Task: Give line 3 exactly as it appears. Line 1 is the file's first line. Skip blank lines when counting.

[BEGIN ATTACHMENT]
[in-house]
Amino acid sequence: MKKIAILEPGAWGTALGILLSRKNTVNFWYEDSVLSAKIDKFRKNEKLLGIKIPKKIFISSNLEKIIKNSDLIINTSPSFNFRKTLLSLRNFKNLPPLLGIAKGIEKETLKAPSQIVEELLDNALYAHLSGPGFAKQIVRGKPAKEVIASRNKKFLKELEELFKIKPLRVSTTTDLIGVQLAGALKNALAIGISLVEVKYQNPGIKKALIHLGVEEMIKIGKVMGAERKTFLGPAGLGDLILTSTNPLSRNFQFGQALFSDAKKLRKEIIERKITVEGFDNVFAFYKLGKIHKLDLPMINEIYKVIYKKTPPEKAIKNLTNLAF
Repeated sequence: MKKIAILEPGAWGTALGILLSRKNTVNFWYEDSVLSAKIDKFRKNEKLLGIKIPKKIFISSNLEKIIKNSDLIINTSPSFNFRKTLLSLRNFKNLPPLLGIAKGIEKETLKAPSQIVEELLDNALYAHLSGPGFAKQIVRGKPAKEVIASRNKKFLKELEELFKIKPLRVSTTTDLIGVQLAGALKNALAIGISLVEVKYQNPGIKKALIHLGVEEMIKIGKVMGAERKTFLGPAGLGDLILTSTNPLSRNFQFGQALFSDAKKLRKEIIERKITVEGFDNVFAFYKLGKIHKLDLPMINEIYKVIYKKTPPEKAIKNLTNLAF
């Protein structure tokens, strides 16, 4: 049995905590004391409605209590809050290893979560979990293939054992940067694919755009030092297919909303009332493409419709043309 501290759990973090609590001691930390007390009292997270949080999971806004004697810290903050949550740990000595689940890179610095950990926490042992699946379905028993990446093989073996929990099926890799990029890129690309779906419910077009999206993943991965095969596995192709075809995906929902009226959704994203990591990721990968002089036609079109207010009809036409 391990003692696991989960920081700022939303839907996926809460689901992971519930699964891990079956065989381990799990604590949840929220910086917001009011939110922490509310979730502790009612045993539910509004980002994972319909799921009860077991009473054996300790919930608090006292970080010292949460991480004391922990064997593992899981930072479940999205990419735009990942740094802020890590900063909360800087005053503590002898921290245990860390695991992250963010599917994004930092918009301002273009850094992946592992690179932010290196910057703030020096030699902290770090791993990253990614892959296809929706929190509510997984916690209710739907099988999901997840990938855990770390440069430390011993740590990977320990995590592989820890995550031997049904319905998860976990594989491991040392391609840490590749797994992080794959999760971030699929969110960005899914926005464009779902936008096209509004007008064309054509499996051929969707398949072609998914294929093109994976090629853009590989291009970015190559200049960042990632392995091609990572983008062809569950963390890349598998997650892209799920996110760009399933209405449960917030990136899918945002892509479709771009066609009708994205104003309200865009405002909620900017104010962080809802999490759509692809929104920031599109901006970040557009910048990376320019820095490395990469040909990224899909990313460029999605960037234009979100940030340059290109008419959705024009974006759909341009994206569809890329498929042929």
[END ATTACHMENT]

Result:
Repeated sequence: MKKIAILEPGAWGTALGILLSRKNTVNFWYEDSVLSAKIDKFRKNEKLLGIKIPKKIFISSNLEKIIKNSDLIINTSPSFNFRKTLLSLRNFKNLPPLLGIAKGIEKETLKAPSQIVEELLDNALYAHLSGPGFAKQIVRGKPAKEVIASRNKKFLKELEELFKIKPLRVSTTTDLIGVQLAGALKNALAIGISLVEVKYQNPGIKKALIHLGVEEMIKIGKVMGAERKTFLGPAGLGDLILTSTNPLSRNFQFGQALFSDAKKLRKEIIERKITVEGFDNVFAFYKLGKIHKLDLPMINEIYKVIYKKTPPEKAIKNLTNLAF